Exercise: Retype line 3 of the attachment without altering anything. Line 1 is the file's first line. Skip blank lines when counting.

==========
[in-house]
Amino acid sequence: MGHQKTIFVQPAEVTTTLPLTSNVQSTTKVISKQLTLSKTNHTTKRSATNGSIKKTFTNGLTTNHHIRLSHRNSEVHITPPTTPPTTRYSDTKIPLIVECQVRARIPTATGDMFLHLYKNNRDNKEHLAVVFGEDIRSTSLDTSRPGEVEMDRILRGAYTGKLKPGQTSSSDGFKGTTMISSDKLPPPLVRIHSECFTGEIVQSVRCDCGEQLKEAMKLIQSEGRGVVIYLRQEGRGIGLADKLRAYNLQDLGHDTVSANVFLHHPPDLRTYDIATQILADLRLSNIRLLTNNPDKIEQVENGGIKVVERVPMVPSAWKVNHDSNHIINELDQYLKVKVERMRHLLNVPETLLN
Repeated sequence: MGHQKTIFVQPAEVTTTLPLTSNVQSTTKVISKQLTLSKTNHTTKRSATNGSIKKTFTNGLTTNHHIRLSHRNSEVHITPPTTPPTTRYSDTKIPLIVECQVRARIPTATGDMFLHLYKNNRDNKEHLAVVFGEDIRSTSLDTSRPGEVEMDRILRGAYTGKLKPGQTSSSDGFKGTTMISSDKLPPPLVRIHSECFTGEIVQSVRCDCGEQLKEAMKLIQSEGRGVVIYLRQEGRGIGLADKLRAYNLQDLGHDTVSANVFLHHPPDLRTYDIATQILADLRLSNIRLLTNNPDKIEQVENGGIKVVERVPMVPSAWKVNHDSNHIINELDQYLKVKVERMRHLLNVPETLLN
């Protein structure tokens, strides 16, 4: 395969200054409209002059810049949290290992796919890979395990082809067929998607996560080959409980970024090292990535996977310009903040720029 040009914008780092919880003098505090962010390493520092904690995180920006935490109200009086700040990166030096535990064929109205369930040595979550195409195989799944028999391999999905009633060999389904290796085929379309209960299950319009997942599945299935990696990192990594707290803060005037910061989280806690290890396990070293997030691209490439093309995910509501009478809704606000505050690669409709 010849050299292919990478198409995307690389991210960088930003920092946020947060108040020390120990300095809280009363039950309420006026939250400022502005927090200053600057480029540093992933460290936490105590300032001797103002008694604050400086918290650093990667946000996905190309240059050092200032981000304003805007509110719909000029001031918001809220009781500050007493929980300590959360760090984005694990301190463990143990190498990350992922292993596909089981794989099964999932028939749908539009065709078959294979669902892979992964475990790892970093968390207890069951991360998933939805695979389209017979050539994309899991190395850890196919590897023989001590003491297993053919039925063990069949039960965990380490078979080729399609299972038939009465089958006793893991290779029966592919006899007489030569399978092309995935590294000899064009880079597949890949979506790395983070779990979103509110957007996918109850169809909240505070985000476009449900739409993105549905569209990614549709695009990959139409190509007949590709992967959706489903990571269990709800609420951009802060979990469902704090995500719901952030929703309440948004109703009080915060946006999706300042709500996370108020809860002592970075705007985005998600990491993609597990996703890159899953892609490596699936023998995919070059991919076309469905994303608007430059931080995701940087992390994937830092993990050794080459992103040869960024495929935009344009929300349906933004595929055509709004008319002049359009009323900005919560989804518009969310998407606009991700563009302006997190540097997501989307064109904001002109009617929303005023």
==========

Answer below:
Repeated sequence: MGHQKTIFVQPAEVTTTLPLTSNVQSTTKVISKQLTLSKTNHTTKRSATNGSIKKTFTNGLTTNHHIRLSHRNSEVHITPPTTPPTTRYSDTKIPLIVECQVRARIPTATGDMFLHLYKNNRDNKEHLAVVFGEDIRSTSLDTSRPGEVEMDRILRGAYTGKLKPGQTSSSDGFKGTTMISSDKLPPPLVRIHSECFTGEIVQSVRCDCGEQLKEAMKLIQSEGRGVVIYLRQEGRGIGLADKLRAYNLQDLGHDTVSANVFLHHPPDLRTYDIATQILADLRLSNIRLLTNNPDKIEQVENGGIKVVERVPMVPSAWKVNHDSNHIINELDQYLKVKVERMRHLLNVPETLLN